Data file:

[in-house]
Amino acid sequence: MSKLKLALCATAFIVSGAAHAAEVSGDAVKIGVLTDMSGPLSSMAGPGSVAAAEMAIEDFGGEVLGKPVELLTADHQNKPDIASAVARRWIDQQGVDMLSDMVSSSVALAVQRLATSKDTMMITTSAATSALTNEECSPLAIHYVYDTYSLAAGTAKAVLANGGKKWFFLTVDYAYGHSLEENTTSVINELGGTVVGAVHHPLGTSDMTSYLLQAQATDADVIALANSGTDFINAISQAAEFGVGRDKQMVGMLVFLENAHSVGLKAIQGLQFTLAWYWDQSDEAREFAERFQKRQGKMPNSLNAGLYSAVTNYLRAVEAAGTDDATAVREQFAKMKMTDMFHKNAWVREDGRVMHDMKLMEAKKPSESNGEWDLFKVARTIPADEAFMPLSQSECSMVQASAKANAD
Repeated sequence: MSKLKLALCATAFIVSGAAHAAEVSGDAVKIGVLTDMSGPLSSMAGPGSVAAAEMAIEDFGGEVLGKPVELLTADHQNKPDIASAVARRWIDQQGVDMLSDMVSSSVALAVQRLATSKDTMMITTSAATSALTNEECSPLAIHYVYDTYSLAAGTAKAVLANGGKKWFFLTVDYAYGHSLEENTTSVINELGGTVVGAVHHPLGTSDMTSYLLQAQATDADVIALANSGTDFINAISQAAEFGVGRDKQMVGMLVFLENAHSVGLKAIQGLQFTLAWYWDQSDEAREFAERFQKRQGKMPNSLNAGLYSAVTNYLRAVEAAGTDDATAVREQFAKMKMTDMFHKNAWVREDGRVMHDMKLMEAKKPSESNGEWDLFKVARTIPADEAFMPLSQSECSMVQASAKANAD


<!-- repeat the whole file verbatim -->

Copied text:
[in-house]
Amino acid sequence: MSKLKLALCATAFIVSGAAHAAEVSGDAVKIGVLTDMSGPLSSMAGPGSVAAAEMAIEDFGGEVLGKPVELLTADHQNKPDIASAVARRWIDQQGVDMLSDMVSSSVALAVQRLATSKDTMMITTSAATSALTNEECSPLAIHYVYDTYSLAAGTAKAVLANGGKKWFFLTVDYAYGHSLEENTTSVINELGGTVVGAVHHPLGTSDMTSYLLQAQATDADVIALANSGTDFINAISQAAEFGVGRDKQMVGMLVFLENAHSVGLKAIQGLQFTLAWYWDQSDEAREFAERFQKRQGKMPNSLNAGLYSAVTNYLRAVEAAGTDDATAVREQFAKMKMTDMFHKNAWVREDGRVMHDMKLMEAKKPSESNGEWDLFKVARTIPADEAFMPLSQSECSMVQASAKANAD
Repeated sequence: MSKLKLALCATAFIVSGAAHAAEVSGDAVKIGVLTDMSGPLSSMAGPGSVAAAEMAIEDFGGEVLGKPVELLTADHQNKPDIASAVARRWIDQQGVDMLSDMVSSSVALAVQRLATSKDTMMITTSAATSALTNEECSPLAIHYVYDTYSLAAGTAKAVLANGGKKWFFLTVDYAYGHSLEENTTSVINELGGTVVGAVHHPLGTSDMTSYLLQAQATDADVIALANSGTDFINAISQAAEFGVGRDKQMVGMLVFLENAHSVGLKAIQGLQFTLAWYWDQSDEAREFAERFQKRQGKMPNSLNAGLYSAVTNYLRAVEAAGTDDATAVREQFAKMKMTDMFHKNAWVREDGRVMHDMKLMEAKKPSESNGEWDLFKVARTIPADEAFMPLSQSECSMVQASAKANAD